Menu Close

Five Years of Language and Culture Comics ?

Expat Gone Foreign - Clipart - Muffin, Cupcake, Sweets, Hip magdalena

Five years ago, I was in a bit of a hassle. I had a full-time job, I was on the final lap of my PhD program, and still reeling from continuous relocation. “I should take up a hobby to decompress.” – I thought.

I was too lazy to exercise, and too impatient to knit. So I resorted to an old past time: drawing. When I say it OLD, I mean it 1.

Expat Gone Foreign, drawing, cartoons, hobby, past time, expat comics

Despite my questionable drawing skills, I decided to illustrate my everyday adventures abroad, a humorous graphic diary of language phenomena, culture clashes and awkward situations. That way, I could immortalize memorable moments as well as unravel the foreignness around me. A pretty exciting project.

So, today five years ago, I sat at home and came up with a concept. In the following days, I did some artwork, set up the website and Facebook page, and invited my family and close friends to follow my graphic journey. But then the unexpected happened: in a short time and for reasons that escaped my mind, a bunch of people all over the Internet had joined the intercultural party.

Expat Gone Foreign, Language and travel comics, life abroad, expat humor, mind-blown

And here we are.

The 5-year anniversary merited a special post, so last month I threw a poll in the Expat Gone Foreign – Airport Lounge Group 2 to ask you guys what the content of this special occasion should be. Thy wish be done, my dearest friends!

Expat Gone Foreign, Language and Culture Comics, Anniversary, Birthday Cake


1. Learning by doodling

Although most comic strips are the result of spontaneous language observations or social interactions abroad, I tend to get curious about the topic I’m illustrating, and this curiosity often leads to in-depth research. Whether I’m trying to unravel why British sinks have separate taps or figure out the origin of crazy German idioms, extensive reading, contrasting information and asking locals is always required to create accurate content.

Expat Gone Foreign - Language and Culture Comics, Clipart, Books, Learning, Pile

Accuracy is important, but so is self-preservation. One brain fart, one cultural slip of the tongue, and the Internet will jump onto you like those hysterical hellhounds from Resident Evil.

Learning by doing – or in this case, learning by doodling – I have come across many fascinating facets of languages and foreign cultures as a result of illustrating and composing the articles.

Expat Gone Foreign - Language and Culture Comics, Clipart, Drawing, Art supplies, Cartoons, Starionery

In addition, and this is the coolest part, your comments and posts have taught me a great deal of cool stuff. Your experiences have given me an insight into different world views, and sometimes you’d make me see an issue from a totally different angle.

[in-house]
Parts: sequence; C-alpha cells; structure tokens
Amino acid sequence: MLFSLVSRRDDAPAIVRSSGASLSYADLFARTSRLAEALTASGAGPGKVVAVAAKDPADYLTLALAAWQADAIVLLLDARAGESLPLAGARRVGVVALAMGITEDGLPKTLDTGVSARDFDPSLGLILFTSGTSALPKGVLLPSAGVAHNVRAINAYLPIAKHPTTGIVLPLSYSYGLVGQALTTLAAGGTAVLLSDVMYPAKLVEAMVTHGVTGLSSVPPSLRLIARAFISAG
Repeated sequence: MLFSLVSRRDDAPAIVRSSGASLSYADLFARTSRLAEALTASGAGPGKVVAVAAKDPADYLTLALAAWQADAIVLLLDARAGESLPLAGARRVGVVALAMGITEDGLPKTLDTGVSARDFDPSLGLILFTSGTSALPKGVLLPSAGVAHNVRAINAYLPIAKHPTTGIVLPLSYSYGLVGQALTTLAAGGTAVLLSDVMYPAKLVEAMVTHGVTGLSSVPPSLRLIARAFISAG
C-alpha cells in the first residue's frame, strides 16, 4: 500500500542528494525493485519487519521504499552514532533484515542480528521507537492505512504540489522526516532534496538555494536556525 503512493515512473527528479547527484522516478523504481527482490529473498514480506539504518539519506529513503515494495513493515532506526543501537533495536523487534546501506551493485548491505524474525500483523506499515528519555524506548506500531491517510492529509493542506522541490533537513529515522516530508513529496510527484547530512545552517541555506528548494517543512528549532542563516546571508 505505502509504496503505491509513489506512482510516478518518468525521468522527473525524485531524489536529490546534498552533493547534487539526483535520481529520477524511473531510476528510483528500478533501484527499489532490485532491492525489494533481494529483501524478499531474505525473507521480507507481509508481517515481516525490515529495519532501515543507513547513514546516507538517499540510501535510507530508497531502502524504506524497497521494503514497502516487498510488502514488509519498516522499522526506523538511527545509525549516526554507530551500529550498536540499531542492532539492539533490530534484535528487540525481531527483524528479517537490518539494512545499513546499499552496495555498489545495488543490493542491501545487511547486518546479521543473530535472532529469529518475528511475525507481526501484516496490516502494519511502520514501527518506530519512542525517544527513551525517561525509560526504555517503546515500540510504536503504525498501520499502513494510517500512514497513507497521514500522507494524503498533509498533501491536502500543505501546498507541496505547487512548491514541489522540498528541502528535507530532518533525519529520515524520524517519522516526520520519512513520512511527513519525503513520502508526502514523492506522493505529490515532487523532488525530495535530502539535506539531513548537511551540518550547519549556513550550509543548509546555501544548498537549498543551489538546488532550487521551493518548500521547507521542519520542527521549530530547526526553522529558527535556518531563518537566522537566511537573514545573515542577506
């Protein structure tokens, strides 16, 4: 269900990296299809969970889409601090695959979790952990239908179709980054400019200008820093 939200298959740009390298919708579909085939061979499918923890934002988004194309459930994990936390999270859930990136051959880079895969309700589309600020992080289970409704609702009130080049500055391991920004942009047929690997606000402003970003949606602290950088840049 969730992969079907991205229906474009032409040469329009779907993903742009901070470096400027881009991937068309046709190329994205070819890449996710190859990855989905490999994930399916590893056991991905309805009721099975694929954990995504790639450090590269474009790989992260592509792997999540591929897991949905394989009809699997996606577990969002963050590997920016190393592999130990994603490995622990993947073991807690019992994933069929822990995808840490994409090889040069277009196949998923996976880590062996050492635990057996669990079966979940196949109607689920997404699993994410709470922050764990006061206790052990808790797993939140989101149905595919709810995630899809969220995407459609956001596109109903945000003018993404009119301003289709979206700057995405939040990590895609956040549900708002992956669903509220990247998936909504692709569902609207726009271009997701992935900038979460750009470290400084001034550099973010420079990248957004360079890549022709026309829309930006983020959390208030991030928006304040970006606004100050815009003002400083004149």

For instance, when I drew the time zone math, I was only thinking about the inconvenience of talking to friends who live on the opposite side of the planet, but it was brought to my attention that time zones were an absolute nightmare for programmers. I have a new found sympathy for them now. And this is ultimately what learning is about: going beyond your bubble, reaching out of your own reality and seeing the world from a different set of lenses.

Expat Gone Foreign, Discovering the world from a different perspective, new lenses, glasses

You have been wonderful, and I can’t thank you enough for letting me borrow your glasses every once in a while. Which brings us to the next point:


2. Together alone, united apart

Most relocation stories begin the same way: you bought a one-way ticket, packed your life in a suitcase, and now you are standing in the middle of your new yet daunting home, so scarcely furnished that your voice echoes all over the place. The emptiness is palpable, and the inevitable realization suddenly creeps in: you are on your own now.

Expat Gone Foreign - Language and Culture Comics, Clipart, Suitcase, Relocation, Moving, Alone

You may be alone, but you are not the only one. We can be alone together, and that’s where Expat Gone Foreign comes in. In the past five years, we have become a quaint little community where you have shared your relocation experiences, daily struggles abroad, linguistic challenges and cultural interests, and in doing so, connected with other kindred spirits in a similar situation.

Since Expat Gone Foreign set sail, I have met a myriad of wonderful people 3, from language enthusiasts to inspiring migrants. Some of you I have met in person, some are online regulars that feel like long-time friends, and some have sent me lovely emails and encouraging words that have made my day on many occasions. Messages like “This comic helped me get over the initial culture shock, just when I thought I was going insane” or “This post gave me the final motivation kick to learn this language” are just priceless, and a constant reminder to keep doodling and bringing folks together.

The world is full of magical people. They may be scattered around, but we are getting closer.

Expat Gone Foreign, Expat life, comics, living abroad, migration, population, country


3. Haters gonna hate

With almost eight billion humans out and about, you are bound to bump into a considerable number of people who have different backgrounds and world views. And that’s great. Wonderful things can happen when we all put on our thinking caps and exchange ideas.

For all those enriching discussions, positive experiences and entertaining moments, there are always a few trolls lurking around. Of course there are different breeds: some are just bored passers-by that come at you with “this comics is stupid” (too bad, go draw your own comics then), others are douchebaguettes who seem to use social media only to smack and instigate fights.